John Canaday wrote, “Mr. Horwitt is a most gratifying workman. The simplified, subtly warped forms in expressive balances are consistently mindful of Brancusi, but that is a good point of departure. Mr. Horwitt comes through as one of the strongest young sculptors around.” (NY Times, 1965)

His work is included in the collections of Yale University Art Gallery, Boston Museum of Fine Arts, Albright Knox Art Gallery, Herbert F. Johnson Museum of Cornell University, Hirshhorn Museum and Sculpture Garden the Smithsonian Museum, Washington DC, Indianapolis Museum of Art, Solomon R Guggenheim Museum NYC, the Wadworth Atheneum, Hartford CT, and the private collections of Nelson A Rockefeller, Vera and Albert List, Helen and RobertBenjamin among others.

Will Horwitt was represented in his lifetime by Lee Ault & Company and then Vanderwoude & Tananbaum Gallery.

Amy Feldman


In her first exhibition in Stockholm, the New York-based artist Amy Feldman presents a new series of paintings. The gallery has published a catalogue, with a text by Barry Schwabsky, to accompany this exhibition.

Feldman's 'seemingly simple', all gray abstractions utilize an economy of form to construct an image. The forms, often graphic and cartoon-like, are blunt and direct, addressing both the space of the painting and the viewer's physical space. Marked by urgency and the strongest of line and form, each painting displays deliberateness and ingenuity with underlying depth and humor.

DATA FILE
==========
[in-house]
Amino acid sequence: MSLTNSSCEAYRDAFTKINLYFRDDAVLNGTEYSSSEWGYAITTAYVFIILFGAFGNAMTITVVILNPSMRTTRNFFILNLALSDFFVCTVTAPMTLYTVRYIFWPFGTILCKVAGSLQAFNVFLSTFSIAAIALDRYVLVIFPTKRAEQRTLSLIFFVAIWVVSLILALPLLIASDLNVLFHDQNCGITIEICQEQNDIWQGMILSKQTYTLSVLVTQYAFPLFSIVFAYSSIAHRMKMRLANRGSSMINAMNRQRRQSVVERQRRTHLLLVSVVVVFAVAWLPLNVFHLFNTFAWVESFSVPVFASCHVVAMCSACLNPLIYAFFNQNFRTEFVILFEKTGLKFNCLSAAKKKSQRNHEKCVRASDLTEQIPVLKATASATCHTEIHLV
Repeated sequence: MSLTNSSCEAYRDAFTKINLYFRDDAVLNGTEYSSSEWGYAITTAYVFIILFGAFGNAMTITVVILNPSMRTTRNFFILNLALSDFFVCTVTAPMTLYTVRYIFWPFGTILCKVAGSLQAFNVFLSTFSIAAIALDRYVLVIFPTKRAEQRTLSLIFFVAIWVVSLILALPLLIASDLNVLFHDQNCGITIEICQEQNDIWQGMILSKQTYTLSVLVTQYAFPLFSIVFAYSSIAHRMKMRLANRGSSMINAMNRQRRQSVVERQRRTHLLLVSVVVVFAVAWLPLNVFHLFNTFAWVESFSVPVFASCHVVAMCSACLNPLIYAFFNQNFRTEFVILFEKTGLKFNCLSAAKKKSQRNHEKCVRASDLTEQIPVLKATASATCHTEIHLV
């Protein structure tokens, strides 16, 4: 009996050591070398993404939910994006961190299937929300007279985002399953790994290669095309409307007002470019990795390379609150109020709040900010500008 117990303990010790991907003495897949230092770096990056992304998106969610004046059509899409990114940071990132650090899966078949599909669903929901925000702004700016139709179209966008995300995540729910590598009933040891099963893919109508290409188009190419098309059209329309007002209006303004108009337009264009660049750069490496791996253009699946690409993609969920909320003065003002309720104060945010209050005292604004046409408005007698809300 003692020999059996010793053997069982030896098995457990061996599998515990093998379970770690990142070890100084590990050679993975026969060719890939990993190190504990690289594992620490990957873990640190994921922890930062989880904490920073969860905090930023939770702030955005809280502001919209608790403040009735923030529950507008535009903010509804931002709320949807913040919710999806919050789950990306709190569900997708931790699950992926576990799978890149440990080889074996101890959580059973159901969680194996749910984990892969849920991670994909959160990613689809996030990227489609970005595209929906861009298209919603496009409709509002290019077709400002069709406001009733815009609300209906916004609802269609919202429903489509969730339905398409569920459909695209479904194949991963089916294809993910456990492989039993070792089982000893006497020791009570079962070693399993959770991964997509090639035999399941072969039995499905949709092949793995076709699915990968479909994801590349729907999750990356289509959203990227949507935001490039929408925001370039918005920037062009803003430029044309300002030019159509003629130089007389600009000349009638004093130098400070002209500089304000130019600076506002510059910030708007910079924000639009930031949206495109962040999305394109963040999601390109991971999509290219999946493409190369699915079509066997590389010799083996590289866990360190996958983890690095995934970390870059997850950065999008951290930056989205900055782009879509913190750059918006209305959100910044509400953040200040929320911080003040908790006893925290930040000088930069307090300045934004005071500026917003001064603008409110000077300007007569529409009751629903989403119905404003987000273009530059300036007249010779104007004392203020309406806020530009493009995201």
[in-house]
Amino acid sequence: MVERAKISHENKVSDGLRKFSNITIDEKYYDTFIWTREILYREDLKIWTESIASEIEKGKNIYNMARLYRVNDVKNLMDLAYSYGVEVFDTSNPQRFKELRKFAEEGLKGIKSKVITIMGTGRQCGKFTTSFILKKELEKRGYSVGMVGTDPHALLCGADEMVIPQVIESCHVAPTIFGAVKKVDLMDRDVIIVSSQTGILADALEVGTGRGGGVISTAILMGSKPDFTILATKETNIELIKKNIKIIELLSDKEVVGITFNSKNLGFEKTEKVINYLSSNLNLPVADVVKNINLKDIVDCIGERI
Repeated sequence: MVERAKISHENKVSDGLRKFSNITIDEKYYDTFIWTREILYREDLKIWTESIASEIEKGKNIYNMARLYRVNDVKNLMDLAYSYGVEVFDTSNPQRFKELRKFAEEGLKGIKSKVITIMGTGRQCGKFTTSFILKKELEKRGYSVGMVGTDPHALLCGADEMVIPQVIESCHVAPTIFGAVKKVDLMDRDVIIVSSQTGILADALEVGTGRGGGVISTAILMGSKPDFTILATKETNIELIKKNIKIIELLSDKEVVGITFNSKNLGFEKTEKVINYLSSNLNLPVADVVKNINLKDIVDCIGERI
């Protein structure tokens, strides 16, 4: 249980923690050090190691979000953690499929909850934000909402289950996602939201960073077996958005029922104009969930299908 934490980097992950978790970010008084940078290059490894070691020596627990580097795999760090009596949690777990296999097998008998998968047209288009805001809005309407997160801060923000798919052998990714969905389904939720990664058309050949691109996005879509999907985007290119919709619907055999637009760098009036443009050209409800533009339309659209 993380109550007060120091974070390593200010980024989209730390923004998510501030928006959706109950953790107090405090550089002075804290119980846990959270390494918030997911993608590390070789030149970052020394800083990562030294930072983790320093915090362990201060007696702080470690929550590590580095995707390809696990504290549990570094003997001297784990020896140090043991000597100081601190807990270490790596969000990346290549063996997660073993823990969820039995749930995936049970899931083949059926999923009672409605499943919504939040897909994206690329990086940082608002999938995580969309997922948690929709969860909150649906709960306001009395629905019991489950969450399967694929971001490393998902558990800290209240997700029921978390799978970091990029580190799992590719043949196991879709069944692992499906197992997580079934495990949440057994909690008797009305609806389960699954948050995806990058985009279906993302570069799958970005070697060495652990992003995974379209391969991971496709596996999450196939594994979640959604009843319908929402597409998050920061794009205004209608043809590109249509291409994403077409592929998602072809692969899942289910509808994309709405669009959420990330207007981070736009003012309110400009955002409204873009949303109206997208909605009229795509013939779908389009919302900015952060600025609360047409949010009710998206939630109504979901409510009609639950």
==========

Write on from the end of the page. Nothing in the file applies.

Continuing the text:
Feldman's paint is carefully mixed, and then walloped on the canvas, allowed to drip every which way. There is no erasure or regret involved in her process, and the work prides itself on achieving a balance between the brazenly rough and consciously poised. As grays bounce and pop, Feldman conjures a tradition of gray in Painting that can be at once evocative and elusive. Pairing pop iconography with the 'non-color' gray, Feldman pivots the lighthearted against the monumental. As Barry Schwabsky writes in the catalogue, "Feldman knows how to give lightness of spirit a monumental presence."

Amy Feldman (b.1981) lives and works in Brooklyn, NY. She received a BFA from the Rhode Island School of Design and an MFA from Rutgers University. Recent exhibitions include Dark Selects, solo exhibition, Blackston, New York, NY; DNA, Loretta Howard Gallery, New York; Salon Zürcher, Galerie Zürcher, Paris, France; The Academy of Arts and Letters Invitational Exhibition, The Academy of Arts and Letters, New York, NY; Decenter, Abrons Art Center, New York, NY. Her work has been featured in The New York Times, Art in America, Time Out New York, the Brooklyn Rail, Hyperallergic, NY Arts Magazine, Le Quotidien del'Art, The Art Economist, Saatchi Online Magazine, The San Francisco Chronicle, SF Weeklyand and the Huffington Post. Feldman was an artist-in-residence and Visiting Faculty at Virginia Commonwealth University, and was selected as the Robert Motherwell Fellow at The MacDowell Colony. She was awarded a New Jersey State Council on the Arts Grant and has also received fellowships from VCUArts and the Fountainhead Foundation, The Henry Street Settlement at the Abrons Art Center, Yaddo, the Marie Walsh Sharpe Foundation and the Skowhegan School of Painting and Sculpture.